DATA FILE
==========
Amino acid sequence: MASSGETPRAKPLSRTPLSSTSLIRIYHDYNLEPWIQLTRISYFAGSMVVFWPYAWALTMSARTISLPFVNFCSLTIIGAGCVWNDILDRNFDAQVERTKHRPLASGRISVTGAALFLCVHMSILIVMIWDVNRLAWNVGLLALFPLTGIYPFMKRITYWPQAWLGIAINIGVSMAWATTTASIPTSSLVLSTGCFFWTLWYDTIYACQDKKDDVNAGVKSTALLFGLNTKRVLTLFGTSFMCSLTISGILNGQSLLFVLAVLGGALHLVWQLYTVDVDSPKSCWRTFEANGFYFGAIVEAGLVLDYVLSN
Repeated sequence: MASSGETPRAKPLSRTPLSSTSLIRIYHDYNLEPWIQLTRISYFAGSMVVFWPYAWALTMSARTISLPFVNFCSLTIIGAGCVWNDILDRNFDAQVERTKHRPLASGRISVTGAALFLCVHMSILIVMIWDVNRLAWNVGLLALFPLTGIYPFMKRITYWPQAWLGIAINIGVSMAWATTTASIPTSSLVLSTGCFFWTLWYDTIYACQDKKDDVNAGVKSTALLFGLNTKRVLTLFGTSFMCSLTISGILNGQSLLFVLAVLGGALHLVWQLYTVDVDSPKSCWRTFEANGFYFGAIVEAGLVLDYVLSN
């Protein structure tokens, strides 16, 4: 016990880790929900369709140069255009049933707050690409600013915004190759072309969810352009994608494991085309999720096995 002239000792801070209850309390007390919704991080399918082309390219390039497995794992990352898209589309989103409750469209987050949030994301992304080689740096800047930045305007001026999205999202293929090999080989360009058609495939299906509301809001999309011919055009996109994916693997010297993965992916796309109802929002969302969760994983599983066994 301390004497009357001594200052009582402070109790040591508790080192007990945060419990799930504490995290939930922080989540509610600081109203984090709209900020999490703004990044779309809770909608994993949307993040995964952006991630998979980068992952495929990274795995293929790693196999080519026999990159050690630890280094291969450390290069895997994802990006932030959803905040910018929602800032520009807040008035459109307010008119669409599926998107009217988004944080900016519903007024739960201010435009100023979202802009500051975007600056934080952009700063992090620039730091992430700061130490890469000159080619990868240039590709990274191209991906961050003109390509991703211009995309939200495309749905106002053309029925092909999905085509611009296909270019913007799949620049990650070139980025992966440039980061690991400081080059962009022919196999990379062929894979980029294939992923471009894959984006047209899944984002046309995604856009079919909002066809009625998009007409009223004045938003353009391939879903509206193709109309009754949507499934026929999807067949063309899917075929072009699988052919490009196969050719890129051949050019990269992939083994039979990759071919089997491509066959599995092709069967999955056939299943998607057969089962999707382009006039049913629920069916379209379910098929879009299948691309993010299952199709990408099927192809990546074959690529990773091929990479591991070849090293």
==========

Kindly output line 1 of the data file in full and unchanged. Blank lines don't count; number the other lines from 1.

Amino acid sequence: MASSGETPRAKPLSRTPLSSTSLIRIYHDYNLEPWIQLTRISYFAGSMVVFWPYAWALTMSARTISLPFVNFCSLTIIGAGCVWNDILDRNFDAQVERTKHRPLASGRISVTGAALFLCVHMSILIVMIWDVNRLAWNVGLLALFPLTGIYPFMKRITYWPQAWLGIAINIGVSMAWATTTASIPTSSLVLSTGCFFWTLWYDTIYACQDKKDDVNAGVKSTALLFGLNTKRVLTLFGTSFMCSLTISGILNGQSLLFVLAVLGGALHLVWQLYTVDVDSPKSCWRTFEANGFYFGAIVEAGLVLDYVLSN